August 12, 2016

North Americans Embrace God’s Closet, a New Way to Share Clothing

, with the North American Division Office of Communication

Take an Adventist tradition, put a unique spin on it, and you have God’s Closet.

Begun in 2009 as a local church outreach in Spokane, Washington, God’s Closet is an unusual used-clothing service that is now part of the ministry portfolio of the North American Division’s Adventist Community Services.

“I’m amazed at what God has done with this ministry,” said Merryl Tschoepe, who initiated God’s Closet. “This is very exciting!”

For decades, churches have distributed used clothing to people in need. Tschoepe built on that concept when she envisaged turning the experience into a fun and relationship-building event. Not only do families find clothes for their children at a bargain price of $1, but they also find friendship and spiritual support.God’s Closet founder Merryl Tschoepe standing with Bill McVay, pastor of the church in Redding, California, at a "free shop day" on May 4. (Ken Merz / NAD)

Each local church chapter of God’s Closet hosts four “free shop day” events a year, allowing parents and grandparents to select new and “gently used” children’s clothes, shoes, and bedding donated by individuals and businesses. A family pays an entrance fee of $1 to cover expenses, and then they can “shop” for a certain number of bags of clothes, depending on how much is available. People who come a day early to help sort items receive an extra bag of clothes.

“God’s Closet reaches the community and it costs churches basically nothing,” Tschoepe said. “People are so grateful. Times are tough, and clothes are expensive.”

At every event, God’s Closet volunteers ask clients to fill out a registration card. The card asks whether they would like more information about children’s programs and contains an invitation for Bible studies and prayer.

“There are several people who come to our church as a result of God’s Closet,” said Mary Jo Cannard, a member of Adventist Community Church in Vancouver, Washington. “It’s a ministry that meets people’s needs rather than a ministry we do to try to reach people.”

Each congregation can tailor the event to fit their community’s needs and their church’s personality. For example, 30 church members in Redding, California, volunteered at a May 2016 event co-organized by Tschoepe, who now lives there. They served a pancake breakfast, gave each mother a gift, and distributed balloons and religious literature. As an extra gift, each family received one or two pairs of new children’s pajamas.

As many as 600 people have attended a God’s Closet event. Currently there are 15 local churches involved in the organization, including two in Canada and one in Australia.

Maitland DiPinto, director for community engagement with the North American Division’s Adventist Community Services, has visited two U.S. chapters of God’s Closet and was impressed with what he saw.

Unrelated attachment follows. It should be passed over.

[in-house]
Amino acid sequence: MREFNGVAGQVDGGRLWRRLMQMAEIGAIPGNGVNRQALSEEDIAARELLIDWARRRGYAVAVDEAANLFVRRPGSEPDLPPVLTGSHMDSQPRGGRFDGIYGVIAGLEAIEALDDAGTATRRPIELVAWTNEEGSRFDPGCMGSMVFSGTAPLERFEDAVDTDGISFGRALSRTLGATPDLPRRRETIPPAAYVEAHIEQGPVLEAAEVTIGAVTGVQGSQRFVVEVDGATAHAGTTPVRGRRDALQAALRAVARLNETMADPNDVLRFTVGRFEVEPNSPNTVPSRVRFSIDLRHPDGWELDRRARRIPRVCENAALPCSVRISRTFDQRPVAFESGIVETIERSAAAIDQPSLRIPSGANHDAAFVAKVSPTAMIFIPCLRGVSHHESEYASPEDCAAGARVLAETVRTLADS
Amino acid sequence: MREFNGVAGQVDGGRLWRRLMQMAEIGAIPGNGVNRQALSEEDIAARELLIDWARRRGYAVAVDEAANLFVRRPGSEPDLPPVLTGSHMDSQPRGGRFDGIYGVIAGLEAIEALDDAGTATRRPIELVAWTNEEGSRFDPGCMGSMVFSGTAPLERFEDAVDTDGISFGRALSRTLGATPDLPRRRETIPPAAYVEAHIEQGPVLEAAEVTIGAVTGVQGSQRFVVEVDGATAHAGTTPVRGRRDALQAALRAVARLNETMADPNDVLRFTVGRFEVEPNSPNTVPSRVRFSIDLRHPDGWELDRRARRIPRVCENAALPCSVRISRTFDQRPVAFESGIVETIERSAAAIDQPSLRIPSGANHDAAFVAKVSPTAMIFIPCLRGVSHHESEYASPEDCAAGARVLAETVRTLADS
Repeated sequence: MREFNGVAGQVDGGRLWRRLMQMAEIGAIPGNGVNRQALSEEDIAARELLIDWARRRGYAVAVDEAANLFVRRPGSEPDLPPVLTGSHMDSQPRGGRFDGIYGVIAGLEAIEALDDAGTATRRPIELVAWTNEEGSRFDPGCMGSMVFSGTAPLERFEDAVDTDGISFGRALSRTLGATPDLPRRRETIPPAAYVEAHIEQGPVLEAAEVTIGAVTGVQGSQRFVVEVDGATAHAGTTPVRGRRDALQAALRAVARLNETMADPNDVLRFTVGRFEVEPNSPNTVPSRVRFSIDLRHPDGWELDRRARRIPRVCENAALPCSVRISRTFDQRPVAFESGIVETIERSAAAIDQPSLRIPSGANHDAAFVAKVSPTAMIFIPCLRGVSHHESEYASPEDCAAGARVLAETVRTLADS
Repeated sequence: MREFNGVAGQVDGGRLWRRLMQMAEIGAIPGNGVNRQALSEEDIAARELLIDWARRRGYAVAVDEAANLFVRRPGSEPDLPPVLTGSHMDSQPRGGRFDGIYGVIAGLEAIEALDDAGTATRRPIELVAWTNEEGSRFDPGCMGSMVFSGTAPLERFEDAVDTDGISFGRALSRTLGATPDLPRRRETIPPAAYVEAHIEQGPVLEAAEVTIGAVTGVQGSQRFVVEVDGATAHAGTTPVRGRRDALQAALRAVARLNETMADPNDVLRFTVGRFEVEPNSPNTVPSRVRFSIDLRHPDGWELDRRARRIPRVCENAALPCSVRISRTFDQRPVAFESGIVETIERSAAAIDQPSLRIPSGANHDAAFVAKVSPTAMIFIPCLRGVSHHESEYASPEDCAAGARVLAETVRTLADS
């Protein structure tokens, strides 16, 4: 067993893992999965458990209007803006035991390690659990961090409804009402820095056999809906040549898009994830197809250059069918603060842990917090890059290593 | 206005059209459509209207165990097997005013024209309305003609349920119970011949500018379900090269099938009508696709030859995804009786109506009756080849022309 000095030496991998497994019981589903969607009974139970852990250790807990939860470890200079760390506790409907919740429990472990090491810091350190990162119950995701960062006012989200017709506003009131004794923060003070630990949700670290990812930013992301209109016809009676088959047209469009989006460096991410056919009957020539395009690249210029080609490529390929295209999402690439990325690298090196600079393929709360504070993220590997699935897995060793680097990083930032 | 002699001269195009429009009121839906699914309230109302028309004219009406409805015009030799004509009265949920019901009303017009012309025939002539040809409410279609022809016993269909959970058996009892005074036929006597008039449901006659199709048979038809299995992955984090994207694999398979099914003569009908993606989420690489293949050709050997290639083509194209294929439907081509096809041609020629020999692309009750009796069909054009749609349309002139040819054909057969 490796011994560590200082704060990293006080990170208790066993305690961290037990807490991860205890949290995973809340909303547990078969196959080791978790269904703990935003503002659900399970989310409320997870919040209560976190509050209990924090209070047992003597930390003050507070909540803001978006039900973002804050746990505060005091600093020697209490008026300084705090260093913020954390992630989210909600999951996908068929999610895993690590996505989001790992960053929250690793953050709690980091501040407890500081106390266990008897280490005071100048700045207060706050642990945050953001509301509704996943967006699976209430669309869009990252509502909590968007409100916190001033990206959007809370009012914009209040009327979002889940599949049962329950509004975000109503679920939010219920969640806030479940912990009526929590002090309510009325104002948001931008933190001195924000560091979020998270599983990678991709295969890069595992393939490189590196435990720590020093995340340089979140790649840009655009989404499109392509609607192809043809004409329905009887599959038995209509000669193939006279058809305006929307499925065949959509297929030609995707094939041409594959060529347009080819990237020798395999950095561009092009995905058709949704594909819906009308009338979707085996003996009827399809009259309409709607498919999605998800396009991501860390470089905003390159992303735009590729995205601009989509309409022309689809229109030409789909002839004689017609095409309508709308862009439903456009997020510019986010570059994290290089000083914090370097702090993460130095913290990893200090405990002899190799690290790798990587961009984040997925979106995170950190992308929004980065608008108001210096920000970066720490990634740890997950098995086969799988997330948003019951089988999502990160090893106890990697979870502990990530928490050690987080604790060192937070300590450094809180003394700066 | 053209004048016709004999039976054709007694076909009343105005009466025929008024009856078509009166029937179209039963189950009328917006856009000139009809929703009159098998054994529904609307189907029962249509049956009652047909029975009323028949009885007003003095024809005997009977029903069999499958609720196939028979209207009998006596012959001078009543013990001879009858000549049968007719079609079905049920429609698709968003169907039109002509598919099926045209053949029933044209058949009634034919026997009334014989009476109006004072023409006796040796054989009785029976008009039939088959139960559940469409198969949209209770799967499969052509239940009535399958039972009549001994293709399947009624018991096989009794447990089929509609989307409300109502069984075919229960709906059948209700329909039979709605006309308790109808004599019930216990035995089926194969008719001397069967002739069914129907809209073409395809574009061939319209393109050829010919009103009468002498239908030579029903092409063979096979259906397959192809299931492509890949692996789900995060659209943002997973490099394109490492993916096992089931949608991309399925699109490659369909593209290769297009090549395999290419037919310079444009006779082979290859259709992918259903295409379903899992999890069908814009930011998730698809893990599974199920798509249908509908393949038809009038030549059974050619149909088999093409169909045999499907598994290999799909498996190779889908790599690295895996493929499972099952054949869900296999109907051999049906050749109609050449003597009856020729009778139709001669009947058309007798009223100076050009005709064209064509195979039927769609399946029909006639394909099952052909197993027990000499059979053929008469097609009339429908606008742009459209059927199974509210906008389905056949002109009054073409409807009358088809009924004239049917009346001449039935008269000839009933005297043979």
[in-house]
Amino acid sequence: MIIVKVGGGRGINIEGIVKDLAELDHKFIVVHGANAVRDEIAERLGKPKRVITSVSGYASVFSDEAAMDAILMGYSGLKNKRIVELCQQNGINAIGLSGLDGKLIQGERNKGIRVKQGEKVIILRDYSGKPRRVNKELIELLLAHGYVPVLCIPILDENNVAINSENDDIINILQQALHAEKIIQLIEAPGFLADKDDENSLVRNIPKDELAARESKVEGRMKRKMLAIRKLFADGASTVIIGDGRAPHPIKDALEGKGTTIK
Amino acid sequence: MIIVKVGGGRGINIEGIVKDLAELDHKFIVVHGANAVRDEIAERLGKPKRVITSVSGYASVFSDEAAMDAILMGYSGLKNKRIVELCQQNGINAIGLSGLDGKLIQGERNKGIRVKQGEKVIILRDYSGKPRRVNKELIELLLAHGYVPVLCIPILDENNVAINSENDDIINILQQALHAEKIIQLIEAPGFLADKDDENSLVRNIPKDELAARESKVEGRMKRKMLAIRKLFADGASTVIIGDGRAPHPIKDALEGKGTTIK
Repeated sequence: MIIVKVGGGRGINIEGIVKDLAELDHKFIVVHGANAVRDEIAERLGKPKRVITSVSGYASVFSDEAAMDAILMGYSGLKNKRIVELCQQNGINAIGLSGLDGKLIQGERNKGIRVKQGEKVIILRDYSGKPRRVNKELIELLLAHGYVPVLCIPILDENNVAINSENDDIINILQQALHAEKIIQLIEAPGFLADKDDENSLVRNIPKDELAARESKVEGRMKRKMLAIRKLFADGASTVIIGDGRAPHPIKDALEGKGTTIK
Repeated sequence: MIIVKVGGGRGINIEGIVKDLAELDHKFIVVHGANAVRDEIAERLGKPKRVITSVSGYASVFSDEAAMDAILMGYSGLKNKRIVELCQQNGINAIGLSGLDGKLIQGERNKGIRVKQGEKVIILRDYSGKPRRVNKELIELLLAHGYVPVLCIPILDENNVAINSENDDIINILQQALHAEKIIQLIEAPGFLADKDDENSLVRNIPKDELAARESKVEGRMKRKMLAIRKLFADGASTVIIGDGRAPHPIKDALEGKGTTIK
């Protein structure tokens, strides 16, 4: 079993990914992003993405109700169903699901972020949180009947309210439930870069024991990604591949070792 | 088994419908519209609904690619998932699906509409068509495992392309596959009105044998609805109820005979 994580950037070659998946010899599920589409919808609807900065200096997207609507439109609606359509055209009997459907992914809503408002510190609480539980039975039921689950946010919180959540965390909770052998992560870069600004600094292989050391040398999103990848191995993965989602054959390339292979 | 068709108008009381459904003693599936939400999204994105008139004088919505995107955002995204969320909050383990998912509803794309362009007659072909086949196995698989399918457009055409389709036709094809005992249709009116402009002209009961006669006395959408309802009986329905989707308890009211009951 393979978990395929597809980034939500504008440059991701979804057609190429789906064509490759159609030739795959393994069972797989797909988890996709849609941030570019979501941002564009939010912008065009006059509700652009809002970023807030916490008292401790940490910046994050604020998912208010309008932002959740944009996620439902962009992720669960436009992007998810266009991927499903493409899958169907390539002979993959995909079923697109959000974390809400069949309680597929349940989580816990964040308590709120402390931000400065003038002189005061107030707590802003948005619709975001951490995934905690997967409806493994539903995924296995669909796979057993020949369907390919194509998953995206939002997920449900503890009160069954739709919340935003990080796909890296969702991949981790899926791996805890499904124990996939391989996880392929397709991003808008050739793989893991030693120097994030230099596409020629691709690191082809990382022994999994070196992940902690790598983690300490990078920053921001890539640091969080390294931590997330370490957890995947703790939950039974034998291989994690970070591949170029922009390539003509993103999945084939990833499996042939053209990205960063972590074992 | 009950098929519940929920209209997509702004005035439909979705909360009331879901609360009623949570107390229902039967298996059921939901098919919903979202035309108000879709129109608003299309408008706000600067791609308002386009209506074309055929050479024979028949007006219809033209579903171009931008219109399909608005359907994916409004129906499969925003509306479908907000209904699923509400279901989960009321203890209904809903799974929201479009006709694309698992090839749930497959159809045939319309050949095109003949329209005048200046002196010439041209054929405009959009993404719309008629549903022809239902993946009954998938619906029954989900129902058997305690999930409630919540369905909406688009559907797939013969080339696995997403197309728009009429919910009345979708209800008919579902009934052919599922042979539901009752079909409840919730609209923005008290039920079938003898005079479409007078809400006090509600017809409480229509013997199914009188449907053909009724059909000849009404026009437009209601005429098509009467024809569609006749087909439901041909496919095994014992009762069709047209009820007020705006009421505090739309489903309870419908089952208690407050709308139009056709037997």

“I thought, ‘Why not 10 times that many?’” DiPinto said. “God’s Closet meets a real need, and it gets our members engaged in our community in a holistic way that makes a real impact.”

DiPinto likes the way that community members are encouraged to volunteer alongside church members. At the recent Redding event, 23 community people came to help — more than half of the people working to set up the event.

“The church is building a relationship with the repeat volunteers,” DiPinto said.

Adventist Community Services now is working on plans to share the program throughout the division. In the past, Tschoepe trained new leaders individually in a time-consuming process, but soon online training videos will be available to inspire church members and give practical advice.

“It’s like a cooking show,” said DiPinto. “You show the final result and then you say, ‘Here’s how to do it. If you follow these steps, chances are you’ll have a successful ministry.’”

He also plans to provide materials that interested church members can download, such as instructions and sample forms.

Tschoepe intends to work closely with her local chapter, as well as help the division-wide organization in various ways.

“There’s nothing like working for God,” Tschoepe said. “It has strengthened my faith. I have seen the miracles.”

One recent miracle took place in Redding. As an incentive for people to turn in the registration cards at each event, Tschoepe conducted a drawing for a food basket.

“Before selecting a winner, I always pray over the cards,” she said.

When she delivered the basket to a local mother, the woman told her: “I was not surprised at all that I won. When I was standing in line filling out the card, I told God I needed the food. I have six children, and I’m in dire financial straits.”

“I got chills when she said this to me,” Tschoepe said. “When I see God at work, that straightens my faith.”